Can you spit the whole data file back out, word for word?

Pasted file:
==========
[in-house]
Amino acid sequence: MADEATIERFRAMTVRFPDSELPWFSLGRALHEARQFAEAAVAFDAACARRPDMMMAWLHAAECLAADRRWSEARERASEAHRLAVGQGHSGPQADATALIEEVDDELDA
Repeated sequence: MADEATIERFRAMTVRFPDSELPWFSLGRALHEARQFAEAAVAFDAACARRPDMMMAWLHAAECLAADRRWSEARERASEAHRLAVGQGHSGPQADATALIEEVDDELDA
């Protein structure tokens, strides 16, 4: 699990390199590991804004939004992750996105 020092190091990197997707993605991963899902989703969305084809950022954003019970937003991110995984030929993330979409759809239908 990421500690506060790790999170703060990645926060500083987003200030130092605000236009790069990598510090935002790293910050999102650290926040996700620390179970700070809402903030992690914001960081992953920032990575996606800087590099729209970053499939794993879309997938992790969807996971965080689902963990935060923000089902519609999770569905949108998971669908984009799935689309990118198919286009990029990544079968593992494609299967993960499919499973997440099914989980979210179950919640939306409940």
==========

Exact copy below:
[in-house]
Amino acid sequence: MADEATIERFRAMTVRFPDSELPWFSLGRALHEARQFAEAAVAFDAACARRPDMMMAWLHAAECLAADRRWSEARERASEAHRLAVGQGHSGPQADATALIEEVDDELDA
Repeated sequence: MADEATIERFRAMTVRFPDSELPWFSLGRALHEARQFAEAAVAFDAACARRPDMMMAWLHAAECLAADRRWSEARERASEAHRLAVGQGHSGPQADATALIEEVDDELDA
């Protein structure tokens, strides 16, 4: 699990390199590991804004939004992750996105 020092190091990197997707993605991963899902989703969305084809950022954003019970937003991110995984030929993330979409759809239908 990421500690506060790790999170703060990645926060500083987003200030130092605000236009790069990598510090935002790293910050999102650290926040996700620390179970700070809402903030992690914001960081992953920032990575996606800087590099729209970053499939794993879309997938992790969807996971965080689902963990935060923000089902519609999770569905949108998971669908984009799935689309990118198919286009990029990544079968593992494609299967993960499919499973997440099914989980979210179950919640939306409940």